The Pharmacy Podcast Show is the industry's first audio blog about the 'Business of Pharmacy'. The Pharmacy Podcast Network is dedicated to the pharmacy profession and is a collection of content with diverse topics within the pharmaceutical industry. The Pharmacy Podcast Show is about good useable content, information, and innovative ideas that we believe will advance the pharmacy profession. We are always expanding our programming to Independent Retail, Compounding, Long-term Care, Specialty, Hospital Systems, and Small Chain Pharmacy Businesses. We're expanding content for Patients and Pharmacy Students and encourage our listeners to submit ideas for future shows. The Pharmacy Podcast Show is about dynamic people in the pharmacy industry making a difference for our profession, customers, and patients.
Certifications for Pharmacist Career Development - Pharmacy Podcast Episode 383
The Pharmacy Podcast Network Career Development Guru, Dr. Erin Albert talks about 'Certifications & your Pharmacy Career'.
How to Get Access to the Pharmacist & Healthcare Certifications List:
2. Scroll down to the left side of the page, and enter your email address for an updated list of pharmacist certifications in Erin Albert's emails.
Orgs mentioned specifically in the podcast:
1. HIMSS -
Article on certifications as a growing area for pharmacists and healthcare professional career development vs. other forms of continuing education:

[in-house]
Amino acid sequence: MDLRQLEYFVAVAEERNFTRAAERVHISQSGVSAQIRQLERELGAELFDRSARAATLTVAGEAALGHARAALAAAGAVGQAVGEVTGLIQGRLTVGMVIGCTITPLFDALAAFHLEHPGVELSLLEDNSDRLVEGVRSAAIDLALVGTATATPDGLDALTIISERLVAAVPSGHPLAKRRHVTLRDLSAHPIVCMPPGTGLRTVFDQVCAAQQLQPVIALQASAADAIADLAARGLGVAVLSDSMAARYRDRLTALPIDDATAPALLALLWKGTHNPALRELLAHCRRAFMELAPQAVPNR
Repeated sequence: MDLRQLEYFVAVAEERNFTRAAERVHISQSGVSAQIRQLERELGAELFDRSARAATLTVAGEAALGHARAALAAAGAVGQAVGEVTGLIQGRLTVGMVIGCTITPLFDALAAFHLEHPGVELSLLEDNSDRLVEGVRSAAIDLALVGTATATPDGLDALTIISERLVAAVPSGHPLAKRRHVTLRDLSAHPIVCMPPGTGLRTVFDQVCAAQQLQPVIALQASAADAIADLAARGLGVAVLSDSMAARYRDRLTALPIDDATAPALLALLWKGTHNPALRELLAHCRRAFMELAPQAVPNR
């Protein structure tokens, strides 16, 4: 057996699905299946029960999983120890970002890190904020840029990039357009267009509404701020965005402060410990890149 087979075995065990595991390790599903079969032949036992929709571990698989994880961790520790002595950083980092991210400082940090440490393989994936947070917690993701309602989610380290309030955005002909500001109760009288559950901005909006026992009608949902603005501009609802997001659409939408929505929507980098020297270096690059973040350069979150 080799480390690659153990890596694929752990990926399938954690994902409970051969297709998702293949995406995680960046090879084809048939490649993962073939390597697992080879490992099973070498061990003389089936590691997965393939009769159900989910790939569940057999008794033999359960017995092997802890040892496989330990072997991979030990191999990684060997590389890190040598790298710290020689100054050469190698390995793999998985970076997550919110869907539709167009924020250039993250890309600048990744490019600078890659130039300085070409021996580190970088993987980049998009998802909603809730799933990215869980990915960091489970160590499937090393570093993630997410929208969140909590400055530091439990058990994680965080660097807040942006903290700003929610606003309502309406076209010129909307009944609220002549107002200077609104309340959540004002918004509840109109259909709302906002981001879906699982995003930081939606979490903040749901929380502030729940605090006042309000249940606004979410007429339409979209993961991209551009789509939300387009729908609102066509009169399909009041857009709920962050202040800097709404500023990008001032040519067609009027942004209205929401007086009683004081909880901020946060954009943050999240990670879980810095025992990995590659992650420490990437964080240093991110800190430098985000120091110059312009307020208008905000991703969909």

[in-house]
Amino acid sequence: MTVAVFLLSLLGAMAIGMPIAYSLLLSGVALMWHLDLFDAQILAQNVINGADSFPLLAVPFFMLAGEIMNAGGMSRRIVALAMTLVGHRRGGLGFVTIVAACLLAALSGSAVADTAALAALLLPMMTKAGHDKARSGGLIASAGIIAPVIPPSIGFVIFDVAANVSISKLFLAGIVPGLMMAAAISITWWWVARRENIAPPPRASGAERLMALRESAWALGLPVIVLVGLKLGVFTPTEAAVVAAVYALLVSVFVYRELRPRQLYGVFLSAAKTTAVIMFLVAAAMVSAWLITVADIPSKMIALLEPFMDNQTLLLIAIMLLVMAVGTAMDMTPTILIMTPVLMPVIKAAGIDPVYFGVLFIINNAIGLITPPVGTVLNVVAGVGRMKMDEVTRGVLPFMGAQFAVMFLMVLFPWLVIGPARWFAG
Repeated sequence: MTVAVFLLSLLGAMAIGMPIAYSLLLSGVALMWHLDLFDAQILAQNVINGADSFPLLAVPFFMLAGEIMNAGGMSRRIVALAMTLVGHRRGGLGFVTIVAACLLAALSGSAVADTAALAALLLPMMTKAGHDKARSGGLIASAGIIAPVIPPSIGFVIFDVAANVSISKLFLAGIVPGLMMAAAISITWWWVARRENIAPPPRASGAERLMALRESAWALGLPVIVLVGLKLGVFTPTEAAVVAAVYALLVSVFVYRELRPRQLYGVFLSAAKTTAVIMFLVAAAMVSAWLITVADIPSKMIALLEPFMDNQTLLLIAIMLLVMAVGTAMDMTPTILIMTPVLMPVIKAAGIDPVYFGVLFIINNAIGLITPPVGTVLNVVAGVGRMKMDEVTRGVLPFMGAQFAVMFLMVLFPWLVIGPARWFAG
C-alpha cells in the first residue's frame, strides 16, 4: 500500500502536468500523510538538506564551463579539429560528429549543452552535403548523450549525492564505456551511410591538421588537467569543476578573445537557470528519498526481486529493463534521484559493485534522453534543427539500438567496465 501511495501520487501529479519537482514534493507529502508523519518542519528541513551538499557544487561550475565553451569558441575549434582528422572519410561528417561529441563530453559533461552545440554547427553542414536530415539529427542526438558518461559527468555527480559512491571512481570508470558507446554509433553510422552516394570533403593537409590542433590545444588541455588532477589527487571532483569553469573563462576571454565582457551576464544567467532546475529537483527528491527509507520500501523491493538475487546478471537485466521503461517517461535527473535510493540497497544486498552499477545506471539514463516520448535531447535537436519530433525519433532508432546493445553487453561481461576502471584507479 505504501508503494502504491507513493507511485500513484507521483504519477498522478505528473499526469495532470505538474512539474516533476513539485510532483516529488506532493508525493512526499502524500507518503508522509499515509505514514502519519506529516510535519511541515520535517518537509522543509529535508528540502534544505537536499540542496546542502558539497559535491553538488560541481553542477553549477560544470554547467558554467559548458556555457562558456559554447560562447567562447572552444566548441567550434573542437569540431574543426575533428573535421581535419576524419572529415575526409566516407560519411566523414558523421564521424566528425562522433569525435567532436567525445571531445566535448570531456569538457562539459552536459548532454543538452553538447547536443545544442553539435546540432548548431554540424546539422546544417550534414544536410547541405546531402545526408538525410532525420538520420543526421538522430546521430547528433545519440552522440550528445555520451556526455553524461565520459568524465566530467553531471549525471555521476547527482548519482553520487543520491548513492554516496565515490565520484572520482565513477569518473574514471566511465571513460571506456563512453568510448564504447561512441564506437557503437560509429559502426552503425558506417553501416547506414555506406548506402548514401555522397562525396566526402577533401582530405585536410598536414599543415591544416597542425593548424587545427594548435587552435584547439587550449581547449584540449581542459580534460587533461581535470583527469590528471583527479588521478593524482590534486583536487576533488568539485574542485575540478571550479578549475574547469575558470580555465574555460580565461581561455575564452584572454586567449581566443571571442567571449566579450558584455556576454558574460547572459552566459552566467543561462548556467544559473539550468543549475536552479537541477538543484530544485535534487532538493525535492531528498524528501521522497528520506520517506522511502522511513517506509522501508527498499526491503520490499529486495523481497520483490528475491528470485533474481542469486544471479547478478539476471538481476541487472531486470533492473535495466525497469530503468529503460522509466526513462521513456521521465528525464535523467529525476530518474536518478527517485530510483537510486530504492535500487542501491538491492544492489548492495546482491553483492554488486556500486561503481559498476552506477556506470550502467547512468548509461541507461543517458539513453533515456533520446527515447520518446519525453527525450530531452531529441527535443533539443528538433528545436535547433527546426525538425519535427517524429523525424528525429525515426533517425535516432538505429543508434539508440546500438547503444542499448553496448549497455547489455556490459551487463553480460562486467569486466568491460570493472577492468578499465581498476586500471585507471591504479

Direct download: Certifications_for_Pharmacist_Career_Development.mp3
Category:Pharmacy -- posted at: 3:56pm EST

Jeff Hedges, the Pharmacy Compliance Guide is back discussing the IMPACT repealing the Affordable Care Act (ACA) will have on the Pharmacy Industry. 

Question: Now that the Republicans have control of both houses and the White House, they are going to Repeal and Replace the Affordable Care Act (ACA) or Obamacare. What does this mean?

Answer: The current system is broken, mainly because the government and the insurance companies worked together to write this law to control health care payments to health care practitioners. Patient care and the health care practitioners were not factored into the law.

Question: Will the new healthcare law contain the popular portions of the ACA?

Answer: Before the ACA was created, both the Republicans and Democrats agreed that pre-existing conditions, children staying on their parent’s health insurance until the age of 26 as well as many small portions of health care that benefit patients and providers. In fact, 80% of the ACA had been mutually agreed upon by everyone before the law was enacted. However, over the last eight years, this fact has been forgotten.

Question: So why is the ACA considered to be so bad?

Answer: ACA eliminated competition and fixed pricing for practitioners. Then turned over the management of health plans to the insurance carriers with no oversight on premiums. This eliminated competition by the mergers of insurance companies. Now there are only six national insurance carriers who set their premiums and control the market. 

Question: What can we expect with the new changes to health care?     

Answer: 2017 insurance policies have already been written, so there will be no changes for current policies. However, depending on what changes are made in the first half of 2017, 2018 may have a completely different look for health insurance.

Question: What can we expect the first changes to be made in our healthcare?

Answer: Interstate competition. Enabling insurance companies to compete across state lines will have a dramatic effect on insurance premiums.

Health care practitioners will be involved in the development of the new regulations so the focus is on health care to the patient and the patient / doctor relationship. This concept alone will redefine the entire health care program in the United States. The simple concept of patient driven care rather than cost driven care will be the most radical change.